Here is a little additional history concerning this Riddle line. As previously mentioned, Samuel Doyle Riddle’s father Samuel Riddle came to the U.S. from Belfast in Northern Ireland. Samuel’s father was the son of Leander Riddle and Mary Brooks. Leander was born in 1766 and served in the British Naval Service for four years and later worked in the cotton manufacturing industry. In 1827, he followed his sons to the U.S. and settled near them in Delaware County, Pennsylvania where he died in 1851.

Leander was the son of James Riddell III and Elizabeth Cowden. James III was born in 1746 near Belfast, Ireland. His father James Riddell II was born about 1680 in the County of Armagh, North Ireland and inherited his father James Riddell’s estate. James Riddell II was a man of wealth, position, and great physical strength.

James Riddell I was born in the Scottish lowlands and later became a commissioned officer in the army of William III during the wars with the Catholic-Irish. His reward for this service was three town lands in the County of Armagh, in the North of Ireland.

Sam Riddle died in January 1951 at age 89, four years after Man O’ War. Sam loved Glen Riddle and the surrounding Delaware County. He often dined in Media, just two miles north of his estate, riding into the county seat in a horse and carriage during the gas-rationing days of World War II. In his will he stipulated that the residue of his estate be used to provide a hospital for the community that he loved.

His will was bitterly contested by family members distressed that he had left the bulk of it, including the stud fees for War Admiral, to establish a hospital. In 1961, ten years after his death the Riddle Memorial Hospital opened. Today, it has grown to a 252-bed hospital with over 1,300 employees and a medical staff of over 600. To this day, the Riddle Memorial Hospital continues to grow.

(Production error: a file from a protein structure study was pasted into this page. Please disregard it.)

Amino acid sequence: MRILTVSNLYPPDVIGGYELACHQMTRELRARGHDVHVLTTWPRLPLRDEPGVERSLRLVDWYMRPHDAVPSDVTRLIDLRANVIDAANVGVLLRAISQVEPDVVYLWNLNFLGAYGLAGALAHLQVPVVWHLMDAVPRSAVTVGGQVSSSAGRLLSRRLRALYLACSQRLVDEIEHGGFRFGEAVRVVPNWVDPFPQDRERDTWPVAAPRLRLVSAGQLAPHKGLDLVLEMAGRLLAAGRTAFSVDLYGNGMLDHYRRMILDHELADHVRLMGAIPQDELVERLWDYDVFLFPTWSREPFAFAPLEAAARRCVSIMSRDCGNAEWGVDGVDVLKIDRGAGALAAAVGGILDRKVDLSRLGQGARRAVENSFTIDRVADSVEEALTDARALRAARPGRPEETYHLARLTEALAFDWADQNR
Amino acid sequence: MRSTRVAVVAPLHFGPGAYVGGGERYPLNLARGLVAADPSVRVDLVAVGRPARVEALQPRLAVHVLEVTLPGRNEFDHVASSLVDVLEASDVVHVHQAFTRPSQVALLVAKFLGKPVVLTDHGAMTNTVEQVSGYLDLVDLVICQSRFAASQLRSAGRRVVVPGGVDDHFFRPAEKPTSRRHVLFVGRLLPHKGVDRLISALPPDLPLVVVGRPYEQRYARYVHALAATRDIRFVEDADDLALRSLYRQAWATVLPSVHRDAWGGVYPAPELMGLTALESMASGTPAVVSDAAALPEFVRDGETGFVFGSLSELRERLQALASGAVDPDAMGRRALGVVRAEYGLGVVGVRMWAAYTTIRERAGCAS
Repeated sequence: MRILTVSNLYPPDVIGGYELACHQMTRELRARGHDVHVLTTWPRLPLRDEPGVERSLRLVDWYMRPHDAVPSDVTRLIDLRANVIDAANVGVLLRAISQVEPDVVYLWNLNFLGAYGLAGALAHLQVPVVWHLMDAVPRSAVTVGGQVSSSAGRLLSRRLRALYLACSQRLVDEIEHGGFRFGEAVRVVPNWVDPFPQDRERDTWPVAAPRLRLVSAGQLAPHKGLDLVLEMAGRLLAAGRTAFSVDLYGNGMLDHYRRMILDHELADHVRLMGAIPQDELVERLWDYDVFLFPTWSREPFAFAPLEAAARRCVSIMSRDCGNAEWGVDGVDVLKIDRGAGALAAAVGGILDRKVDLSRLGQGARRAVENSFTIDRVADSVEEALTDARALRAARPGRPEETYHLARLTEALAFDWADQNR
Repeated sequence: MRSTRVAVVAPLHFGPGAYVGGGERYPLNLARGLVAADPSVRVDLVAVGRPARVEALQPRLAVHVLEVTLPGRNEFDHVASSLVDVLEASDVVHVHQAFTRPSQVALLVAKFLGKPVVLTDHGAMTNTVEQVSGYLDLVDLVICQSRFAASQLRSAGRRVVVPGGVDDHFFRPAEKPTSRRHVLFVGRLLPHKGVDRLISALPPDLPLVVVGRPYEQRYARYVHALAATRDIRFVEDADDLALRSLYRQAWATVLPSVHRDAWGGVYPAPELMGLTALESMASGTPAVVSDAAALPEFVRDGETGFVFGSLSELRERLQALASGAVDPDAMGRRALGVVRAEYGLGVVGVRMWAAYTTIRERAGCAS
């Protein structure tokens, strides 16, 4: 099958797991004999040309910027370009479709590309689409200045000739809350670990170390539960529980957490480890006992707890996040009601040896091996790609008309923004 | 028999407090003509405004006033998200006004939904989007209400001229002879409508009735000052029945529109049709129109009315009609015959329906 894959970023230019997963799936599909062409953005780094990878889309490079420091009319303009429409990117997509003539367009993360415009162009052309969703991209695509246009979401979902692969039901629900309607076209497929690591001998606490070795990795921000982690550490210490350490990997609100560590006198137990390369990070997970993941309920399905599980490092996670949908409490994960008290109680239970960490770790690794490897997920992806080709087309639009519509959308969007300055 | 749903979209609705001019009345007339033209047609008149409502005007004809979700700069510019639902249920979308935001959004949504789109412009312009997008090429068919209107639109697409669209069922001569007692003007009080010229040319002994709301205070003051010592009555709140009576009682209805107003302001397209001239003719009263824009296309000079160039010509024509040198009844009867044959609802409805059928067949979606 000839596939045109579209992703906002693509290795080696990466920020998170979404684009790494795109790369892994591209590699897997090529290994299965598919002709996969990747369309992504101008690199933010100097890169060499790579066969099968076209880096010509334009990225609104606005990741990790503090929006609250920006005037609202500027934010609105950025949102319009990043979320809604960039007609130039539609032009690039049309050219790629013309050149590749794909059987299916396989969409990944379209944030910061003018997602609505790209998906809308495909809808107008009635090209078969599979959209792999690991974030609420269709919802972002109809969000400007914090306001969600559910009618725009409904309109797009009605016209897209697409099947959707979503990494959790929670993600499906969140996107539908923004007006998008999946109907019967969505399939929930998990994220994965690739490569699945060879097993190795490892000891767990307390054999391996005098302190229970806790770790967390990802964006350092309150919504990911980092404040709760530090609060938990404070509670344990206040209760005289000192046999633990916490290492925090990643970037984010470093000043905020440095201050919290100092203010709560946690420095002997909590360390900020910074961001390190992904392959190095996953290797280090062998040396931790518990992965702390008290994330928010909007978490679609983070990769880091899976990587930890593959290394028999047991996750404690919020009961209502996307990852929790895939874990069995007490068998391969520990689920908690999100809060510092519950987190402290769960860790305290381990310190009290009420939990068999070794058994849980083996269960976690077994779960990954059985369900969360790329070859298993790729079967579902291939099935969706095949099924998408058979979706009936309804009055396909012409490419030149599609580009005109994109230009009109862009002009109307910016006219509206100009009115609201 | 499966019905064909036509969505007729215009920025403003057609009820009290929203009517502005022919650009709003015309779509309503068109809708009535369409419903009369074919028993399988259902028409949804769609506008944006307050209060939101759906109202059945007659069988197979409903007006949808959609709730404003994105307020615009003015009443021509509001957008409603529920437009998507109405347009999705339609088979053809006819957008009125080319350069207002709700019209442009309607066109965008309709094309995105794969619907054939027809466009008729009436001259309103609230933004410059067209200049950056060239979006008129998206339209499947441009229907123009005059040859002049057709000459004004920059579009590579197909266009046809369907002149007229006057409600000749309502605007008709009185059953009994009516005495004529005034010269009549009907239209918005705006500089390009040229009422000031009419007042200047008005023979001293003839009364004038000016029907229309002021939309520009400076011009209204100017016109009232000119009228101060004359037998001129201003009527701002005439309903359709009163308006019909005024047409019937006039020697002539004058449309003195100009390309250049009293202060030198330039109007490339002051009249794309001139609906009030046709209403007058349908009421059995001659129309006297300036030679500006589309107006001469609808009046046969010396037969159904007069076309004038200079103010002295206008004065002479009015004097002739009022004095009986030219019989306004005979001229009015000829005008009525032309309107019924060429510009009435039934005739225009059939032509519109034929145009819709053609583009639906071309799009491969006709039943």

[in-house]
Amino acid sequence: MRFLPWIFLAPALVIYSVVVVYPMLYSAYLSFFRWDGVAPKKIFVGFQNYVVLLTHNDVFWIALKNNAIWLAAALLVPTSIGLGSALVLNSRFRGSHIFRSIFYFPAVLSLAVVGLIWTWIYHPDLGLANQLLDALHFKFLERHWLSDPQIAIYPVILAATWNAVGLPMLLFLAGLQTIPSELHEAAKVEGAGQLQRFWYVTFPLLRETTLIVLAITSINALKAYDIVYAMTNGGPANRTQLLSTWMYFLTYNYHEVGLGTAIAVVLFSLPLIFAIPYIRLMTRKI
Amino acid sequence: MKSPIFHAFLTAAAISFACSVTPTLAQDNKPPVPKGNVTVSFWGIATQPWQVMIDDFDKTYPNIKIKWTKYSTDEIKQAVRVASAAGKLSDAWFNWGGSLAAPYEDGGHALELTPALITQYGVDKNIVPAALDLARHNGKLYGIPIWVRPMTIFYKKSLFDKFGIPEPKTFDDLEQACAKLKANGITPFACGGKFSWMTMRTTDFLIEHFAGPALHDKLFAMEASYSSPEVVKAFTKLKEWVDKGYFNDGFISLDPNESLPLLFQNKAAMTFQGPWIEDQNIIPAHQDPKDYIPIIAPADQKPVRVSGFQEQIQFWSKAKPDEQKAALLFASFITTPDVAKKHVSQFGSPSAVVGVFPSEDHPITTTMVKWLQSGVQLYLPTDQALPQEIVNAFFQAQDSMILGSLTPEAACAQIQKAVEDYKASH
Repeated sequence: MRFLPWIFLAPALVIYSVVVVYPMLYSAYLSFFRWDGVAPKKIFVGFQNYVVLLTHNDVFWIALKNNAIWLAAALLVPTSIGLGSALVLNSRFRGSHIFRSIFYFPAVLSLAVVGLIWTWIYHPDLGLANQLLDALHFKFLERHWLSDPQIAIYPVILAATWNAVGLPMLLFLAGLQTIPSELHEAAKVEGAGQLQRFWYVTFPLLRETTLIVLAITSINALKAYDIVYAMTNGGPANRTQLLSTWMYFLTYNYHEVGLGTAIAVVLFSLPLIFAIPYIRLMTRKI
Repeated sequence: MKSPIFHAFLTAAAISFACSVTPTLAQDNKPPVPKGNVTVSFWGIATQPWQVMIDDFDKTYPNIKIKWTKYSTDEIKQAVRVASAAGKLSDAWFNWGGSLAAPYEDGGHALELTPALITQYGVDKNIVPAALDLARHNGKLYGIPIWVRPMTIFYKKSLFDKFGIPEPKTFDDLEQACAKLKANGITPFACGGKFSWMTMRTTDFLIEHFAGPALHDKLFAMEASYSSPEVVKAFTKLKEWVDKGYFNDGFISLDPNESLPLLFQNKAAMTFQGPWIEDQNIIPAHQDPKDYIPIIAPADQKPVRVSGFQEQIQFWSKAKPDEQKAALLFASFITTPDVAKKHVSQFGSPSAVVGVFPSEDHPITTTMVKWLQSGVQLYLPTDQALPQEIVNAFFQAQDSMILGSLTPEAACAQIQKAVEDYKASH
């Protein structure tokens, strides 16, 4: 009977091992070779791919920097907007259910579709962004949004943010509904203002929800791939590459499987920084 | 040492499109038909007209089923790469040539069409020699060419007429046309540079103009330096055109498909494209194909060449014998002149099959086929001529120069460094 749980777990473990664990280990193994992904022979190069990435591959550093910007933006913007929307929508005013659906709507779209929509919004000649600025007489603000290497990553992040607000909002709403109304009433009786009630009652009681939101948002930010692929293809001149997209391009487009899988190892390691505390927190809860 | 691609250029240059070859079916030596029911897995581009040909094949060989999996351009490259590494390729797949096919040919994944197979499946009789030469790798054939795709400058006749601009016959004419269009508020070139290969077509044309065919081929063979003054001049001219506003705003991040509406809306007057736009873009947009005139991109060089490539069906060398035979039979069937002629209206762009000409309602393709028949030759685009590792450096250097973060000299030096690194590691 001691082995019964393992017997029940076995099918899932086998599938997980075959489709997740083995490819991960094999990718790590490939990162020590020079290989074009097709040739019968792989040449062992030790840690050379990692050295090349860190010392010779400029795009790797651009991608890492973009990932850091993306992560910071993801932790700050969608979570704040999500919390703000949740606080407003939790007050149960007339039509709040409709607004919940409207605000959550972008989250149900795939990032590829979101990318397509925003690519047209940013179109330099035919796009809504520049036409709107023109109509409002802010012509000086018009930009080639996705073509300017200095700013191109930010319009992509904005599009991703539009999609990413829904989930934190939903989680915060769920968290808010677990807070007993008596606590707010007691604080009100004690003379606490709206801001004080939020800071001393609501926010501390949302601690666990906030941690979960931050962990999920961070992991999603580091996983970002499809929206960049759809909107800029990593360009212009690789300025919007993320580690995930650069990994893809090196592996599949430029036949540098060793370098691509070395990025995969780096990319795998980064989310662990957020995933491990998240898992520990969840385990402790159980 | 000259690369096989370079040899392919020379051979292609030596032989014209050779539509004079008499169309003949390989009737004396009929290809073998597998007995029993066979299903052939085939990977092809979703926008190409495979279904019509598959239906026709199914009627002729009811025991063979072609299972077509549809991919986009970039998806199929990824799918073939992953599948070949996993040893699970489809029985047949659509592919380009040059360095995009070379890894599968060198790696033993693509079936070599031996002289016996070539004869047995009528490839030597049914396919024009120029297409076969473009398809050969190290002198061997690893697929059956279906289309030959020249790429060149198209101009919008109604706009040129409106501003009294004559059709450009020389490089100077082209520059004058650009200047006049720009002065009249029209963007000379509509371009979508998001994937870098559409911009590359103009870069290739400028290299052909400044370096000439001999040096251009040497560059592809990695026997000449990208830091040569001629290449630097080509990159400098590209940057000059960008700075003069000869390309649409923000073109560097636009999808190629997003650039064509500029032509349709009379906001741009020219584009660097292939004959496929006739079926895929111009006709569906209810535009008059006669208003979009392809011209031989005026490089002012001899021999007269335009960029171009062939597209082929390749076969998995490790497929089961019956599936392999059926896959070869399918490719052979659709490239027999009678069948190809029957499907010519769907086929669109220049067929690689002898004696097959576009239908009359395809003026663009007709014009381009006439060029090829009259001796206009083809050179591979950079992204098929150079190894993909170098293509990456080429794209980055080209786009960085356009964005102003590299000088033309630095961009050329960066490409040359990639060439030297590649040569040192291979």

Sadly, little remains today that remind one of Glen Riddle, Samuel Doyle Riddle, or the horse farms that Sam once owned. Housing developments, golf courses, and urban sprawl have almost removed all traces of this once famous horseman from his property in Pennsylvania, Maryland, and Kentucky. Only the Riddle Memorial Hospital in Media, Pennsylvania remains as a reminder of the man. The Man O’ War gravesite in Lexington, Kentucky remains as a remembrance of the horse. Circumstantial evidence indicates that there might be a connection between the Samuel Riddle line and our William Riddle family in Scotland.


Photograph © 2001 Barbara D. Livingston For more information about Man 'O War and other great thoroughbreds go to the excellent  WEB site Thoroughbred Champions.

Sir John Riddle Our Ancestor? Part II
Richard Riddle

This is the second installment of the Sir John Riddle article that appeared in the December 1999 issue, which explored the possibility, raised by Dr. Walter Wayne Smith, of Moscow, Idaho, that our ancestor John W. Riddle was descended from Sir John Riddell, the first Baronet of Riddell of Riddell, Roxburghshire, Scotland.

In July 1999, I had the pleasure of meeting David and Maryann Presnell while they were visiting the Burnsville and Pensacola, North Carolina area. David and Maryann live near Houston, Texas in The Woodlands. David was featured in a previous
Riddle Newsletter article, June 1999 titled Unknown Cousins By The Dozens. It was the story of David’s search for his ancestors.

At that time, I met another cousin, Lowell T. Presnell of Burnsville, North Carolina who recently published a book titled
Mines, Miners and Minerals. Lowell’s book deals with the mines and mineworkers in Yancey County. David and Lowell are descendants of two Presnell brothers, Harrison and Amos who married the Riddle sisters, Lillia and Althea. They were daughters of Lewis Riddle son of John W. Riddle, Jr. born 1799.

During our visit, I discovered that Maryann and David had researched the early Riddle line that originated in Normandy, France then moved to Scotland and finally to North America.